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The Tories have got their way over the future of regulation - that's the story behind the abolition of the FSA

Last night's announcement by the Chancellor, George Osborne, that there is to be a massive overhaul of financial regulation with the Bank of England moving firmly into the driving seat and the Financial Services Authority falling by the wayside, is vivid confirmation that the Conservatives have the whip hand in the Treasury. The new policy is straight out of their manifesto and sweeps aside any concerns the Liberal Democrats may have had about abolishing the FSA.
In the first days after the Coalition deal between the Conservatives and the Liberal Democrats was reached, the word from the Treasury was that the changes to the regulatory system would only go part of the way down the road the Conservatives had mapped out before the election. The Bank of England was certainly going to be given the key role in macro prudential supervision and a new financial crime agency was going to be formed but further dismemberment of the FSA was signalled as unlikely. In the few weeks since then it appears that Mr Osborne has asserted his authority over the Treasury - possibly helped by the sudden departure under a cloud of the highly able Liberal Democrat no 2 in his team, David Laws - and so now we are looking at a major reform of regulation.
In addition to the anticipated role in macro prudential supervision, the micro prudential supervision of banks, investment banks, building societies and insurance companies is also going to a greatly expanded Bank of England. Responsibility for economic crime will be vested in a new (as yet formally unnamed) agency, leaving a new organisation born out of the FSA to "regulate the conduct of every authorised financial firm providing services to consumers". This will be called the Consumer Protection and Markets Authority, indicating a slightly expanded - and better balanced - organisation than the Conservatives' original proposal which was just for a Consumer Protection Agency which struck me as a potentially uncomfortable place for intermediaries, independent financial advisers and insurance brokers to find themselves. The "and Markets" bit is quite important and has been casually glossed over in alot of the coverage today, so much so that many people are still calling it the CPA. The Conservative manifesto suggested that market supervision would also go to the Bank of England but, as Mr Osborne explained last night, this is being vested in the new body: "It will also be responsible for ensuring the good conduct of business in the UK's retail and wholesale financial services, in order to preserve our reputation for transparency and efficiency as well as our position as one of the world's leading global financial centres". It is this responsibility that will give it a more balanced perspective, which is very welcome.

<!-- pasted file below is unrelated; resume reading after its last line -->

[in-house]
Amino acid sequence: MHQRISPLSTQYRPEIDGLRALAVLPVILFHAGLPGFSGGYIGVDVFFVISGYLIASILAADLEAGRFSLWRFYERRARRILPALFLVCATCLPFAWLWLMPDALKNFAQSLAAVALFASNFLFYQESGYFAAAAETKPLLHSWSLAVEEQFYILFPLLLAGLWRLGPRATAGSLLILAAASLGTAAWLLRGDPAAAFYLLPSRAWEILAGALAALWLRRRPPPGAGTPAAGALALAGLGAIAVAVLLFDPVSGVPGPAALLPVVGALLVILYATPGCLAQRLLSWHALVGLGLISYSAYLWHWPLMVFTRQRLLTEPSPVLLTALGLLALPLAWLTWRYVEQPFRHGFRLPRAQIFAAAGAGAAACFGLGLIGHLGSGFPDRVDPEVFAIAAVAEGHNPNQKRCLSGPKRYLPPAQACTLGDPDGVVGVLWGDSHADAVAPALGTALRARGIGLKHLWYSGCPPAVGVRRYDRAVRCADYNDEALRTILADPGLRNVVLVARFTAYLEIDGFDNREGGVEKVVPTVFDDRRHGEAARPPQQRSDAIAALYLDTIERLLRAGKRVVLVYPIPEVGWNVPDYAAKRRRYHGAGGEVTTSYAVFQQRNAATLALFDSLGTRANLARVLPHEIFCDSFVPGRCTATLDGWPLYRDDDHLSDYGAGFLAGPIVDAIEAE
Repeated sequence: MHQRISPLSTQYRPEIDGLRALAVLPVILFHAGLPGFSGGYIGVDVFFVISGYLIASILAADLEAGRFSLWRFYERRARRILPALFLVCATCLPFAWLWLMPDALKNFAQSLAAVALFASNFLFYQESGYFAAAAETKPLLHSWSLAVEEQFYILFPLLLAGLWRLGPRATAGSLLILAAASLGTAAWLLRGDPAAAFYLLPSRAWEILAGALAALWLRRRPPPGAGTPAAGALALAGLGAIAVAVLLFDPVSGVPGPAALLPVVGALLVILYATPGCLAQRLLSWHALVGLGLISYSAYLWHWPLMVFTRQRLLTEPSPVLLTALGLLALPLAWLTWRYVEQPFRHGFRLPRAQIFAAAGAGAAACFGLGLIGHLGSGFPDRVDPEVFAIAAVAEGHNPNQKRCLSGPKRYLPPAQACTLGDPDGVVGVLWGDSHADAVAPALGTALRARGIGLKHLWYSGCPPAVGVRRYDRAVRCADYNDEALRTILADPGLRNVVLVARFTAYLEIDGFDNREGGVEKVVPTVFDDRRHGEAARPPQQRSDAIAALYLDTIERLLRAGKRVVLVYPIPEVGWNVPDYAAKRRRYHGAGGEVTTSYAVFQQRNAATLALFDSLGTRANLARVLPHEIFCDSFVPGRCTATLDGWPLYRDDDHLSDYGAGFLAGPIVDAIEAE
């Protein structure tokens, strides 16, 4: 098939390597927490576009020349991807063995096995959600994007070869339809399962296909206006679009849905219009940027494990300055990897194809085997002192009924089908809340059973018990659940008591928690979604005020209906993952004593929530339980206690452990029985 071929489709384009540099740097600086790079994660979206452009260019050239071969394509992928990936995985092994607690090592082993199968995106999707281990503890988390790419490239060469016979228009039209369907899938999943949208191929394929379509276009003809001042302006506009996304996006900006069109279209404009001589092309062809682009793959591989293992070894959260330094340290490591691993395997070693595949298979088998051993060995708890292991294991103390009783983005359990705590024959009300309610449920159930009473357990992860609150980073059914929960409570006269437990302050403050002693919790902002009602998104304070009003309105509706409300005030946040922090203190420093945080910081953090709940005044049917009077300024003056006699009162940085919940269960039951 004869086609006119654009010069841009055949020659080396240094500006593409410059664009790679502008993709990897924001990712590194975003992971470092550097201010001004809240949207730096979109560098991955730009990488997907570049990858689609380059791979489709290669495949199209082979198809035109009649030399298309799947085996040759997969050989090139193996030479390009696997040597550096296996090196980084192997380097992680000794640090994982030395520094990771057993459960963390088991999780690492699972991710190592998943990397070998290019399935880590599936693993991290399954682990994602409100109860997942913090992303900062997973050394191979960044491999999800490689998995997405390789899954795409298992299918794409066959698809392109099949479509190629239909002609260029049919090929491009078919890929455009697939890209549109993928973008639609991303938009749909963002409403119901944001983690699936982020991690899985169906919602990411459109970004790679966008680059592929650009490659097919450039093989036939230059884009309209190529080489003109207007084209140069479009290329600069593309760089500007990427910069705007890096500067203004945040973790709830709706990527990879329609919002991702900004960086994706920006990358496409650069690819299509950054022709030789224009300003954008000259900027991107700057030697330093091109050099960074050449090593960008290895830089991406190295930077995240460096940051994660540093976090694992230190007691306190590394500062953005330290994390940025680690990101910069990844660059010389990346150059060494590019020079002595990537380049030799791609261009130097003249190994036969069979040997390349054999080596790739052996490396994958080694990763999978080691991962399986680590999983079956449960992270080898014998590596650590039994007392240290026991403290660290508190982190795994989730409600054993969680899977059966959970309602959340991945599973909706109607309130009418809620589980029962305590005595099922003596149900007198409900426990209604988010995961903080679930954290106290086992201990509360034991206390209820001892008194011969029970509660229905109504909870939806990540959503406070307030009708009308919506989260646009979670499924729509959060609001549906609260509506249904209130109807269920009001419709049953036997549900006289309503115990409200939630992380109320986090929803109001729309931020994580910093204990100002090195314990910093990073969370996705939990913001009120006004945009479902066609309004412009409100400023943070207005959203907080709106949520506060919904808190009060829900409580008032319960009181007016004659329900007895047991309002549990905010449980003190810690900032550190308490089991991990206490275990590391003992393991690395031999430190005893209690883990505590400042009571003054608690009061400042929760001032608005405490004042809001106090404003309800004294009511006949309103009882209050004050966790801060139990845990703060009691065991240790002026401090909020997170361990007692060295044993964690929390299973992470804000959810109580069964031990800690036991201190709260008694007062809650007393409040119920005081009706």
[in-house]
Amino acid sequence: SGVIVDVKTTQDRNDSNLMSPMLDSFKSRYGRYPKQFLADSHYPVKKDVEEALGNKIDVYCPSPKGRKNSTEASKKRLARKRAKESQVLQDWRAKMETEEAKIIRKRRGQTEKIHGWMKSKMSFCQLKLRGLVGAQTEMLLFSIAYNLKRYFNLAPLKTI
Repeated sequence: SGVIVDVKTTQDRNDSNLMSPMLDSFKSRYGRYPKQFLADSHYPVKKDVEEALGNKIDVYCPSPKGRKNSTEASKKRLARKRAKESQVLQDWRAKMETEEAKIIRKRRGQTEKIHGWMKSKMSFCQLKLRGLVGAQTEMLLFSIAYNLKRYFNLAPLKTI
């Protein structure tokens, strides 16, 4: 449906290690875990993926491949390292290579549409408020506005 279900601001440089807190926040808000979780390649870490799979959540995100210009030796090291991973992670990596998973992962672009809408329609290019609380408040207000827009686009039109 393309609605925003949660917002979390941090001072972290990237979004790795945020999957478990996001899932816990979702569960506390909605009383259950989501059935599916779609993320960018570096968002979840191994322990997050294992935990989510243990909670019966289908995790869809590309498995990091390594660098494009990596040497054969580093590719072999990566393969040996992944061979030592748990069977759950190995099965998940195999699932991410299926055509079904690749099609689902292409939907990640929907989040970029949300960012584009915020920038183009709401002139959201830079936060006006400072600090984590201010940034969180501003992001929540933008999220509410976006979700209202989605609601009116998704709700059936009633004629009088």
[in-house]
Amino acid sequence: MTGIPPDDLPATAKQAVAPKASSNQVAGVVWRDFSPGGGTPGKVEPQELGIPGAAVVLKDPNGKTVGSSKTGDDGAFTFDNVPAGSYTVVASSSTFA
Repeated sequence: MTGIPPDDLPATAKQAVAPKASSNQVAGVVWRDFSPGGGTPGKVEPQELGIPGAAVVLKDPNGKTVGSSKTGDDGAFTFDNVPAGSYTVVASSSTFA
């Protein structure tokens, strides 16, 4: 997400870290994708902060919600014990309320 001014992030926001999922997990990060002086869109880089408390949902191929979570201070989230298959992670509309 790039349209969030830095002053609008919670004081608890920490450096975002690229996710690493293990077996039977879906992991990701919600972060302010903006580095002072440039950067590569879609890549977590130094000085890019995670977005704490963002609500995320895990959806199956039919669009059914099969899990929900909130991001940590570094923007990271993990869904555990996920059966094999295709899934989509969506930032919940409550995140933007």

Of course, we now face two years of change, and with it uncertainty, although announcements about the key personnel have been made very quickly and some of those people, in turn, have been quick to confirm what is going to happen on key policy areas such as the retail distribution review. There will be critics of these reforms, both political and from within the industry, but it is hard not to find oneself agreeing with Mr Osborne's preface to the key announcements at Mansion House last night: "When a system of regulation fails so spectacularly people are going to ask what replaces it. When the failure of certain banks have cost the country so much, people are rightly going to ask how to stop it happening again". There is a need to restore confidence and giving the Bank of England the pivotal role probably has the best chance of succeeding on that front.
Of course, there is alot else going on beside this: the debate about a levy on banks and longer term reform of the structure of the banking sector is still raging here and in Europe. It does seem that governments are at last, as the immediate crises subside, getting to grips with the need to put in place better systems of regulation so they don't happen again and look at ways of recovering some of the costs of sorting out the crises of the last three years.  
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